'We're all doing OK': Family of fighter Tim Hague overwhelmed by support from MMA community

One week after an Alberta fighter died in the ring, his family has been holding it together — with help from various communities he was a part of — ahead of a celebration of his life on Monday.

'The ripples go way further and way deeper than we ever could have imagined'

Tim Hague affected so many people in his life, his sister Jackie Neil says. Hague died on June 18 after being knocked out in a boxing match two days earlier. (Supplied/Jordan Bittner)

One week after an Alberta fighter died in the ring, his family has been holding it together — with help from various communities he was a part of — ahead of a celebration of his life on Monday.

Tim Hague, who was injured in the boxing ring on June 16 after being knocked out by opponent Adam Braidwood, died two days later from a brain injury. He was 34 years old.

Jackie Neil, Hague's older sister, said the family has received a lot of support from their friends, family and even strangers over the past week.

"We're all doing OK — we've had phenomenal community and family support," Neil told CBC News Sunday, adding that his nine-year-old son is doing well.

"It's been really kind of touching for everybody to come and see us. We certainly didn't expect it."

Hague and his nine-year-old son. (GoFundMe)

The celebration of life is in Hague's hometown of Boyle, Alta. The celebration of life will be difficult for the family, but it was made easier by the GoFundMe page set up to help the family.

The GoFundMe has raised almost $49,000 in a week. The money is paying for the funeral expenses, Neil said, and the rest of the funds will go to Hague's wife and nine-year-old son.

The fundraiser received a bump when MMA fighter Matt Mitrione told the crowd at Madison Square Garden Saturday night to donate to the fund.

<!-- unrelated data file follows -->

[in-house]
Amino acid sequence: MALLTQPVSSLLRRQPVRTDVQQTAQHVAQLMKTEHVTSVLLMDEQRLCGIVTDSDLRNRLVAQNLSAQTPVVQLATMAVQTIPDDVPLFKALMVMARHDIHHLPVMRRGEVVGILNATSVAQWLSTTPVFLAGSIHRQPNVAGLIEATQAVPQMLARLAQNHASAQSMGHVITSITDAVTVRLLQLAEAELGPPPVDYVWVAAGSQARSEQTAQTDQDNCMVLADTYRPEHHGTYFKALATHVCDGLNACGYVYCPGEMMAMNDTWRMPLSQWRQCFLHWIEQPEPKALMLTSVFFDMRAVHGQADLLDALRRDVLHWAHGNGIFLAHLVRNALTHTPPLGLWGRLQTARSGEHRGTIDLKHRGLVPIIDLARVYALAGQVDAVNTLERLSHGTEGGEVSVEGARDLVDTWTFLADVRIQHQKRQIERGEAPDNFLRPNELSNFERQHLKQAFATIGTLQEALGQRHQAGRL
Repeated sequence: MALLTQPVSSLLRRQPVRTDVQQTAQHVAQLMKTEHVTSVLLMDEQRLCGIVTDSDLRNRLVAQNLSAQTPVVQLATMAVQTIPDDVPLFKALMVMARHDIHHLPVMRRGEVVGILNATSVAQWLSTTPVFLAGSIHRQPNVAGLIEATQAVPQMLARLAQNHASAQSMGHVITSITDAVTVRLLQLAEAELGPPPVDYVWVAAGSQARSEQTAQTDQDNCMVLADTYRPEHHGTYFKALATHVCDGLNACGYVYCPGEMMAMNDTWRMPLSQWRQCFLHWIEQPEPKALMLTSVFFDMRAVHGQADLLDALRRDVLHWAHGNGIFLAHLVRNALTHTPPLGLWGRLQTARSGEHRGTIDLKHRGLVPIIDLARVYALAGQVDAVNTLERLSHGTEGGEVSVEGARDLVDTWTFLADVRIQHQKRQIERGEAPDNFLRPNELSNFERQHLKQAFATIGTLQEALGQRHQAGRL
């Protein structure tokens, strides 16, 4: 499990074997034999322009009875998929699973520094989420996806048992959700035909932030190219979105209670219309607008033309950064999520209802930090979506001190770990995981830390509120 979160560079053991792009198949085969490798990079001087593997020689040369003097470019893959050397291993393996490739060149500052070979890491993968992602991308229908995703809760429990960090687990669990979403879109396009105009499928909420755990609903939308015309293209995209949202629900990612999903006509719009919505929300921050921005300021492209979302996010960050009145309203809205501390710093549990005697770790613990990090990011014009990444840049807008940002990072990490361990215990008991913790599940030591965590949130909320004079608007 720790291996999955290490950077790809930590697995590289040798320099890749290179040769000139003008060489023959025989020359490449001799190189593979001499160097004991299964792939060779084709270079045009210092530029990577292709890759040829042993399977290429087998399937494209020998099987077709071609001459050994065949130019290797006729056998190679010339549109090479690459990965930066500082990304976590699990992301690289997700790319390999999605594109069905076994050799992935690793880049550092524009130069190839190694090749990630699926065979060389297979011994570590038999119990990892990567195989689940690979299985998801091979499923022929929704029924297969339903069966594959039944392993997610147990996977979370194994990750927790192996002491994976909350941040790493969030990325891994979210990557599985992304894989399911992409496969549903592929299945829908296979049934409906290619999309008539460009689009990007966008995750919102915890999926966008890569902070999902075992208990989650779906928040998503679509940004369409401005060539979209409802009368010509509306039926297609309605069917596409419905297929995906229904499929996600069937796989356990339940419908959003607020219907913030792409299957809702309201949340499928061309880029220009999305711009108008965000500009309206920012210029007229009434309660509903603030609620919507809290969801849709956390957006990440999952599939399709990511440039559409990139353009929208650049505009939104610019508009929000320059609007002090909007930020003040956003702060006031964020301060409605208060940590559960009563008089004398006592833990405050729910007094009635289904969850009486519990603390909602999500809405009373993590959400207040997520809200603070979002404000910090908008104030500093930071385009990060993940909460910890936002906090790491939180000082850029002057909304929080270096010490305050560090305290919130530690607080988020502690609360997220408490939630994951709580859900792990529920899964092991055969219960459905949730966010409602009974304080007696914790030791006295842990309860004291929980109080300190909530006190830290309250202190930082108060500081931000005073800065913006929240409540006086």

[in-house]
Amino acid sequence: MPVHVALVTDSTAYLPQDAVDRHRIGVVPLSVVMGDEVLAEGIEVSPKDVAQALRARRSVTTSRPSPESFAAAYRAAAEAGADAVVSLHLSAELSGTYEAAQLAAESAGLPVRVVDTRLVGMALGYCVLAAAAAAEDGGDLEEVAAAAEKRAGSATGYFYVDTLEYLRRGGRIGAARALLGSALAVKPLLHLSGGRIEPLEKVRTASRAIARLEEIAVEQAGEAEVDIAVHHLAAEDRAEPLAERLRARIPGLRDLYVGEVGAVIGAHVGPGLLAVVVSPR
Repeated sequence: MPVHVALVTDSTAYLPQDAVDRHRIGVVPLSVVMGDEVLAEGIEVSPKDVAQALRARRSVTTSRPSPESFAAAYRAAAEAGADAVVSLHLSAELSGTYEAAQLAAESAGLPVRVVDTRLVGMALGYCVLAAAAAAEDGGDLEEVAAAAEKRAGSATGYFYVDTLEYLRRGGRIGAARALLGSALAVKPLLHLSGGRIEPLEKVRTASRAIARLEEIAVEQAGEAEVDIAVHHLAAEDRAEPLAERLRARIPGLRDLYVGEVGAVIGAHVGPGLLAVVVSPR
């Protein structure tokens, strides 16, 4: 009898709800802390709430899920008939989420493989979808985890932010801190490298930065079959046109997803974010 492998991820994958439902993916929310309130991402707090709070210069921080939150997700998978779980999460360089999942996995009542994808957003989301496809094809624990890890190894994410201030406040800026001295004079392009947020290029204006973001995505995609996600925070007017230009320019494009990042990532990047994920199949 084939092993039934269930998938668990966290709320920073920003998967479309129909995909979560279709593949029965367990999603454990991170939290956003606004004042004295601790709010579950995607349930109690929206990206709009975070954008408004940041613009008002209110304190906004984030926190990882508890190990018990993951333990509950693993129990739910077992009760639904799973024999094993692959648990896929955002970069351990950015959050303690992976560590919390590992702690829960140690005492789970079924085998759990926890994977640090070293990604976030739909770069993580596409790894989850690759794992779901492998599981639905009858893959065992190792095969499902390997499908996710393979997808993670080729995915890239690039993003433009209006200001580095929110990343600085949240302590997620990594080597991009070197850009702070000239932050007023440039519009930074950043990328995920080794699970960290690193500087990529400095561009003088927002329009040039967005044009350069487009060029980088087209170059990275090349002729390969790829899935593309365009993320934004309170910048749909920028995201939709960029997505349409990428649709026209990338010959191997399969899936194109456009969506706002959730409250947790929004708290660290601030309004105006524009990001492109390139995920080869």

Mitrione won his fight at the Bellator pay-per-view event Saturday night, and tweeted out the link for his followers to donate afterward.

Neil said the family was surprised to hear the shout-out. "It's still surreal for us to know that he was friends with these guys," she said. "For him to give a shout-out to Tim, it's really touching."

Mitrione's acknowledgment was another example of the effect Hague had on the people around him — something Neil said her family didn't know the extent of until recently.

"The ripples go way further and way deeper than we ever could have imagined," she said. "Ian [Hague, Tim's brother] and I are getting so many messages daily since this happened about how Tim helped somebody one time.

"Everybody he met, he seems to have left a lasting impression."

Best shape of his life

In the days leading up to the fight, Neil said, Hague was in the best shape of his life. He had dropped weight and seemed to be in good shape mentally.

"There was nothing for us to suspect that maybe he shouldn't fight," she said.

Hague, in this recent picture, was in the best shape of his life, his sister says. (Facebook)

But since it happened, family members haven't focused as much on the fight itself. They've been remembering Tim and supporting his wife and son.

The Edmonton Combative Sports Commission said last week it plans to review everything involved with the fight. The City of Edmonton, which oversees the commission, said it is planning a third-party review.

Neil said she hopes that if changes are made, they're to maintain safety in the ring.

"We just hope fighters are more safe in the ring," she said. "We just don't want another family to have to go through this."

Hague's celebration of life is at 1 p.m. Monday in Boyle.


With files from Mark Harvey